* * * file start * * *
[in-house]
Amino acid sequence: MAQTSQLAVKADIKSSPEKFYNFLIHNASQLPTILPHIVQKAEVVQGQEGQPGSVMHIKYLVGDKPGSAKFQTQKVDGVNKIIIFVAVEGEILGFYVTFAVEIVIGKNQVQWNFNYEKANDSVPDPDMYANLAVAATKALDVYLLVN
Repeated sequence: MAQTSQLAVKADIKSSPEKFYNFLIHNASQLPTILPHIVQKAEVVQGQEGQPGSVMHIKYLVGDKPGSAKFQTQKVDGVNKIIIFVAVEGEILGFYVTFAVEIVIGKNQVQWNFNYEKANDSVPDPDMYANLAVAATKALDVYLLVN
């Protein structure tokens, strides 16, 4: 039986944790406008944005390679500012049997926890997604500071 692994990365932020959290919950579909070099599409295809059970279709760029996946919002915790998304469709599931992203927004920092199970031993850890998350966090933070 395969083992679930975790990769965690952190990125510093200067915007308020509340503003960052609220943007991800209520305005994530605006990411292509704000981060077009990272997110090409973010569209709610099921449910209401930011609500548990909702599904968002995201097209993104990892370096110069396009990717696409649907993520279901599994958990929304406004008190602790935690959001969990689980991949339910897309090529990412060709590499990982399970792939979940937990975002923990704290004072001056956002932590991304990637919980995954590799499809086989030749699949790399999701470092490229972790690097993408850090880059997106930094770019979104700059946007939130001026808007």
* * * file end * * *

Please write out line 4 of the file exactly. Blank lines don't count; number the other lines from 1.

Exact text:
């Protein structure tokens, strides 16, 4: 039986944790406008944005390679500012049997926890997604500071 692994990365932020959290919950579909070099599409295809059970279709760029996946919002915790998304469709599931992203927004920092199970031993850890998350966090933070 395969083992679930975790990769965690952190990125510093200067915007308020509340503003960052609220943007991800209520305005994530605006990411292509704000981060077009990272997110090409973010569209709610099921449910209401930011609500548990909702599904968002995201097209993104990892370096110069396009990717696409649907993520279901599994958990929304406004008190602790935690959001969990689980991949339910897309090529990412060709590499990982399970792939979940937990975002923990704290004072001056956002932590991304990637919980995954590799499809086989030749699949790399999701470092490229972790690097993408850090880059997106930094770019979104700059946007939130001026808007």